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How does java find sine and cosine?


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#1 Terabyte88   Members   -  Reputation: 117

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Posted 02 April 2014 - 05:31 PM

Ok this question has been bugging me for months now. How does java find sine and cosine? I’m working on trying to make a game that is a simple platformer something like super Mario or Castlevania. I attempted to make a method that would rotate an image for me and then resize the JLabel to fit that image. I found an algorithm that worked and was able to accomplish my goal. However all I did was copy and past the algorithm any one can do that I want to understand the math behind it. So far I have figured everything out except one part. The methods sin and cos in the math class. They work and I can use them but I have no idea how java get its numbers.

 

It would seem there is more then one way to solve this problem for now I’m interested in how java does it. I looked into the taylor series but I’m not sure that is how java does it. But if java does use the taylor series I would like to know how that algorithm is right all the time (I am aware that it is an approximation). I’ve also heard of the CORDIC algorithm but I don’t know much about it as I do with the taylor series which I have programmed into java even though I don’t understand it. If CORDIC is how its done I would like to know how that algorithm is always right. It would seem it is also possible that the java methods are system dependent meaning that the algorithm or code used would differ from system to system. If the methods are system dependent then I would like to know how Windows gets sine and cosine. However if it is the CPU itself that gets the answerer I would like to know what algorithm it is using(I run an AMD Turion II Dual-Core Mobile M520 2.29GHz).

 

I have looked at the score code of the Math class and it points to the StrictMath class. However the StrictMath class only has a comment inside it no code. I have noticed though that the method does use the keyword native. A quick Google search suggest that this keyword enables java to work with other languages and systems supporting the idea that the methods are system dependent. I have looked at the java api for the StrictMath class (http://docs.oracle.com/javase/7/docs/api/java/lang/StrictMath.html) and it mentions something called fdlimb. The link is broken but I was able to Google it (http://www.netlib.org/fdlibm/).

 

It seems to be some sort of package written in C. while I know java I have never learned C so I have been having trouble deciphering it. I started looking up some info about the C language in the hopes of getting to bottom of this but it a slow process. Of cores even if did know C I still don’t know what C file java is using. There seems to be different version of the c methods for different systems and I can’t tell which one is being used. The API suggest it is the "IEEE 754 core function" version (residing in a file whose name begins with the letter e). But I see no sin method in the e files. I have found one that starts with a k which I think is sort for kernel and another that starts with an s which I think is sort for standard. The only e files I found that look similar to sin are e_sinh.c and e_asin.c which I think are different math functions. And that’s the story of my quest to fiend the java algorithms for sine and cosine.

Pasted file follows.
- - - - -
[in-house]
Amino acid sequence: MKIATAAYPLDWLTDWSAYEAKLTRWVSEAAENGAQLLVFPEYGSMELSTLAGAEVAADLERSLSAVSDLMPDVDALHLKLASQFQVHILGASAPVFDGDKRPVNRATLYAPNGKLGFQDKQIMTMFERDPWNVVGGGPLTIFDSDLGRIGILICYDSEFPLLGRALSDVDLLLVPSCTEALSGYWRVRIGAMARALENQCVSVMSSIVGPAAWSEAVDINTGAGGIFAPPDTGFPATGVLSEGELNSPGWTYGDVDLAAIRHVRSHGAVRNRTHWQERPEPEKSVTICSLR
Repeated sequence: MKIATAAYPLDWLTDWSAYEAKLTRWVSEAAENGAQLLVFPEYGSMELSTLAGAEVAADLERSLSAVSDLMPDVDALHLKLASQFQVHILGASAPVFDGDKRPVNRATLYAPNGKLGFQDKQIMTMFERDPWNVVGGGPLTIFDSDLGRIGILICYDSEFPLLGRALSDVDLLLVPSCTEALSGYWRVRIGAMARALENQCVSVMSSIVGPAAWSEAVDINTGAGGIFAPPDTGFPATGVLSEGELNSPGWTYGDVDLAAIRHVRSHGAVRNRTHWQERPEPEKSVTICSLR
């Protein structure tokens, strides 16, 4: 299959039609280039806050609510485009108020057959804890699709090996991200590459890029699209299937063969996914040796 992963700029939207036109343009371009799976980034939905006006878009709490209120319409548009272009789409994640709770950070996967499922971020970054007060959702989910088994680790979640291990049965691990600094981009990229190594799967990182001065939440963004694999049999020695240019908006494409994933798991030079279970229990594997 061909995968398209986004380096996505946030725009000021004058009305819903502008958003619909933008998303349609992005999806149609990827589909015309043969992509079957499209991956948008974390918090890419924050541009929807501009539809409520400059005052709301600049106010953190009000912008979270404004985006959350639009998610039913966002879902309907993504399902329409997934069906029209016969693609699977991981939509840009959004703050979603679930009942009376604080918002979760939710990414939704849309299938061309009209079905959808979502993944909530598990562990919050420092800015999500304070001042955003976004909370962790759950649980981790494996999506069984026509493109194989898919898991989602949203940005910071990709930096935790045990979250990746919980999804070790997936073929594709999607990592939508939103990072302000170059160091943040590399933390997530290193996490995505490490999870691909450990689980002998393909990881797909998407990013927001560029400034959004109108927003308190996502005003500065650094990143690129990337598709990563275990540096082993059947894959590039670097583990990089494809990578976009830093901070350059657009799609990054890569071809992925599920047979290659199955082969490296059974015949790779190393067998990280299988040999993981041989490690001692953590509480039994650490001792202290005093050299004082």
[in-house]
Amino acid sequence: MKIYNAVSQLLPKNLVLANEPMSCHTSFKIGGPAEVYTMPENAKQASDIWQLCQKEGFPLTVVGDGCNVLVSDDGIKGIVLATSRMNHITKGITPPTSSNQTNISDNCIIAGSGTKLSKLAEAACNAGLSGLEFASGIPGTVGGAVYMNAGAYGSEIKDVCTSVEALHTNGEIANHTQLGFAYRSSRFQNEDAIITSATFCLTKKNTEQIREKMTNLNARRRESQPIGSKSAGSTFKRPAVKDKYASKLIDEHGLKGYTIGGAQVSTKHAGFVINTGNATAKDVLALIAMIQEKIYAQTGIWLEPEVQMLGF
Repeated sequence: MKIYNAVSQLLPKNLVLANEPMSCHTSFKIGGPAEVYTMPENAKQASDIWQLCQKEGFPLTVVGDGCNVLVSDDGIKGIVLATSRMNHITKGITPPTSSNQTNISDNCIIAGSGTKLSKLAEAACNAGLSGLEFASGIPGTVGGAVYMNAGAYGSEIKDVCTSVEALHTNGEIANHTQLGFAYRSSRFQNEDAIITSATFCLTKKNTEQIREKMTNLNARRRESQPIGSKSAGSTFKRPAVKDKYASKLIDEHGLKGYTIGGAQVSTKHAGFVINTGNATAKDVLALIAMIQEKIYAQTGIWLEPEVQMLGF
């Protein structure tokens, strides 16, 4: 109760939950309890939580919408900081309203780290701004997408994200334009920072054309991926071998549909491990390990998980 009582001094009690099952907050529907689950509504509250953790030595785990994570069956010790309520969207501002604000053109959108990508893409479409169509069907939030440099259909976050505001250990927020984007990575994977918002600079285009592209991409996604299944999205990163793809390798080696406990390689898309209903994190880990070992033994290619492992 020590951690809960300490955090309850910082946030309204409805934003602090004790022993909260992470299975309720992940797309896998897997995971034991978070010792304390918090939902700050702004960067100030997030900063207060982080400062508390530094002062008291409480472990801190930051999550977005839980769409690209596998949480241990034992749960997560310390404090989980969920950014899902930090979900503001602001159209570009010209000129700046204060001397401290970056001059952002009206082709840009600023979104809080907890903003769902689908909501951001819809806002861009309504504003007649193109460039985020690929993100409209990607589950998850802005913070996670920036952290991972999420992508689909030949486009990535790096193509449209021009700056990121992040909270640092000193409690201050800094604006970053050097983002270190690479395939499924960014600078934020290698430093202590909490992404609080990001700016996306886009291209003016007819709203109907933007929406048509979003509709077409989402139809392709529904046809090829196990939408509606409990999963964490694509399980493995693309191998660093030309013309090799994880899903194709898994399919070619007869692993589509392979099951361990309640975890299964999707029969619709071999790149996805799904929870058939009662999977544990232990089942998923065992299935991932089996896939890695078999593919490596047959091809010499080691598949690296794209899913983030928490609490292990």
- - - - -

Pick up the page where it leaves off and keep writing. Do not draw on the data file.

Somewhere at some point in the line an algorithm is being called upon to get these numbers and I want to know what it is and why it works(there is no way java just gets these numbers out of thin air).



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#2 DiegoSLTS   Members   -  Reputation: 1779

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Posted 02 April 2014 - 07:16 PM

I've seen that you asked this same question in stack overflow and it was already answered, but I wanter to add something, an advise.

 

One big idea in programming is that you don't care about implementation of other things unless it's your code or you have to fix something on it (a bug or maybe a performance issue). Are you trying to optimize it or just learn how it's done? If you want to check if you have to optimize it, maybe it's better to run some test agains your own implementation, the code itself might give you an idea, but the only way to optimize is by doing tests. If it's just for learning... you'll waste a lot of time if you dive in every function, it doesn't sound like a good way to learn programming and even worse for some low level things like Math.cos. If you want to learn from reading code an open source projects where programming concepts are used will be a lot better.

 

But again, you sould abstract from the implementation, if your code calls Math.sin and Math.cos function the only things you need to know are what value should you send and what to expect. Your code will call the function and the current JDK implementation will be called, which can be different in different setups.

 

Anyway, a common way to implement those functions to be faster is by lookup tables, having the sin and cos value for a range of radian values and that range divided in really small steps. The values for sin and cos are pre calculated with a good algorithm to get the enough digits to be stored in a double variable, so when calling the functions the only work done is using the radian value to access some row in the table, and returning the sin or cos value from that row.